Facing sin can be hard, but if we look at sin from the view of faith, it goes much easier. Faith tells us the way sin gets forgiven and how life gets much better after sinful situations. It’s not that getting past sin is easy, but it is easy for us because Jesus has done all the hard parts.

During Jesus’ ministry, everything that he did was a hard road. God never really takes the easy route to get His work done. To save humanity from a flood, God had only one man and his family to build a huge ark. When God’s people were enslaved by the brutal Egyptians, God chose a man who had a speech impairment to make his case before Pharaoh to let His people go. To fight a mighty giant, God had David bring a rock to a sword fight.

Jesus came to take away the sin of the world, and nothing about Jesus’ coming into the world was easy. From his birth in a rough stable to the threats of Herod wanting to take his young life, and from teaching and preaching to some people who felt threatened by him to then facing people who formed a crowd who did want to kill him, Jesus came to do the hard work of fighting sin, Satan, and eternal death on the cross.

When I was teaching a kindergarten class about Jesus walking on water, a shy girl made the observation,

“Why did Jesus decide to walk on water during a storm? Walking on water is hard enough.” This little girl’s question brings out even more than when we look at divine power anything is possible. Peter would have had no trouble walking on water if he had trusted in his Lord, but he let his fears get the better of him.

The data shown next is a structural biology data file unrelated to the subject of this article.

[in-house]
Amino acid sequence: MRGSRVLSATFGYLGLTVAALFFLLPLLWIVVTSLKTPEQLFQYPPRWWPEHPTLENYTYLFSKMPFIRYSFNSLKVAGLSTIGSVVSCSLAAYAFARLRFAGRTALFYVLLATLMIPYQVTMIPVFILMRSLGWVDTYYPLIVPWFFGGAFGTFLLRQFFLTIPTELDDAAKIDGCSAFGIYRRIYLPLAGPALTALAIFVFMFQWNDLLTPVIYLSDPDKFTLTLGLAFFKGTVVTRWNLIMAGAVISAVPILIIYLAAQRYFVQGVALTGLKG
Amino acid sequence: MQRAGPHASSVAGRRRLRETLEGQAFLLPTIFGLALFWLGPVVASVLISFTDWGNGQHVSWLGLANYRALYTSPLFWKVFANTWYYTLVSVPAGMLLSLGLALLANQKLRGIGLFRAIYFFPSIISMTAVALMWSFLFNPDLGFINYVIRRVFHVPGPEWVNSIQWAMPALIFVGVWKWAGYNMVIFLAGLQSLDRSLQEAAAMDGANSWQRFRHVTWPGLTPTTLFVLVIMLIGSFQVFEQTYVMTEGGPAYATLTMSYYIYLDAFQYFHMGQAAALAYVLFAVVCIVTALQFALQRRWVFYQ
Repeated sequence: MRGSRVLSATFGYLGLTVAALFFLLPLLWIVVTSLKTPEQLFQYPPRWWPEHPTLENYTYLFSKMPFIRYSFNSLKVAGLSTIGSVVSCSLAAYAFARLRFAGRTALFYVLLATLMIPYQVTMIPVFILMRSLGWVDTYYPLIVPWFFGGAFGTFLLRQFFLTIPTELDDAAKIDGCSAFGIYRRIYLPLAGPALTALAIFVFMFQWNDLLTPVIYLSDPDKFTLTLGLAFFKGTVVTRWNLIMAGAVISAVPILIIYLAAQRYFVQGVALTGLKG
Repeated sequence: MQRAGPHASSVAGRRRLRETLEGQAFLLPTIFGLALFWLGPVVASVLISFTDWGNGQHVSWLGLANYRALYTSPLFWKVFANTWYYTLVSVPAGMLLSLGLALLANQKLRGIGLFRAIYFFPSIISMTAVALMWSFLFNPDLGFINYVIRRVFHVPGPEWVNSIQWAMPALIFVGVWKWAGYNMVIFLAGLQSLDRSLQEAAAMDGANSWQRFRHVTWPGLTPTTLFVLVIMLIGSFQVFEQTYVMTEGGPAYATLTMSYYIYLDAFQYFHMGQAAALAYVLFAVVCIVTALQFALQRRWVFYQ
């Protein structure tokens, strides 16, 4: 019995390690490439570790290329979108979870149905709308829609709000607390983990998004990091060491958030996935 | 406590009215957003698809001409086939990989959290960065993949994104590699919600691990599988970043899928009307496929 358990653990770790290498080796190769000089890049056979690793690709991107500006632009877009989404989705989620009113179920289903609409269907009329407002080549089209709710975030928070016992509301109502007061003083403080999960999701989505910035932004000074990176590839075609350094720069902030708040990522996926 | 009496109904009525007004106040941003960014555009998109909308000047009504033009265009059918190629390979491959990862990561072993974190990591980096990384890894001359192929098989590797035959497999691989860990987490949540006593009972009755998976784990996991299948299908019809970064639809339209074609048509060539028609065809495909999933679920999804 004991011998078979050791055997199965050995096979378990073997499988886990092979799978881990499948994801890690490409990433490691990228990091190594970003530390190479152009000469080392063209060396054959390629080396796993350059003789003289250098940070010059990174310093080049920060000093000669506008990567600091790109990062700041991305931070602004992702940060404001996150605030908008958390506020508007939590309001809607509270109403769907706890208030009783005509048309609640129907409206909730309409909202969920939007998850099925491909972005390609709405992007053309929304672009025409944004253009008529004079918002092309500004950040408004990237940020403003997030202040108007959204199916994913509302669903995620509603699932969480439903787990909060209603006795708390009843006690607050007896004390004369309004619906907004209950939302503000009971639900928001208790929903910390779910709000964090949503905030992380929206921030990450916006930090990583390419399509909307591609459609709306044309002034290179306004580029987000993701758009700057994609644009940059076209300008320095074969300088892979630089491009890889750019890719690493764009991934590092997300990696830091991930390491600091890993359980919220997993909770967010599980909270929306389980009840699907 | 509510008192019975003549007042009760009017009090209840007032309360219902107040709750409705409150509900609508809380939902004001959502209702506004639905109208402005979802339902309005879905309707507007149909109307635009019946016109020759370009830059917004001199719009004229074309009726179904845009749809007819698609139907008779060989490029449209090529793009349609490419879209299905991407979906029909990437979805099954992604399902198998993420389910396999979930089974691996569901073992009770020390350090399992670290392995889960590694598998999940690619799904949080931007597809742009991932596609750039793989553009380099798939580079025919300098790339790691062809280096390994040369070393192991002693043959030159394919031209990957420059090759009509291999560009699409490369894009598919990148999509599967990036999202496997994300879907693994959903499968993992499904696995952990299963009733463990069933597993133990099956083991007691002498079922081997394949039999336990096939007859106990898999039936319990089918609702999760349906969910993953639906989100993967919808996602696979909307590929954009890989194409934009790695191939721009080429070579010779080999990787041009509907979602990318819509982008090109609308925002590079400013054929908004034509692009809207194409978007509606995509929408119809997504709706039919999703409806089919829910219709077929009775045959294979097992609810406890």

During this season of Lent, it may seem strange, and you are always to do what you think is best for yourself, but I am thinking about listening to whatever is feeling unsettled inside of me. With talking about sin here, I need to hear again of God’s forgiveness of the sin that I’ve done. I know that God has forgiven me, but I have not let go of some of the guilt and shame. It’s hard for me to give up the “bad” feelings of my past sins because I knew I had known better at the time.

We are not meant to be burdened with anything bad. Although we do have to say that life can be tough and hard, but life can be good because we can know that Jesus is carrying the load for us. The best thing that we can do is to keep reconnecting to God’s grace and power in Christ.

For this Lenten season, think about making some plans to reclaim all that God gives to us in Christ. If you can imagine having a talk with your sinful nature and say, “We are going to do what’s hard. It’s time to make some good changes around here.” Then, take a walk with Jesus, and see how he makes it work for you, and how with Jesus, changing a life for the better is really rather easy.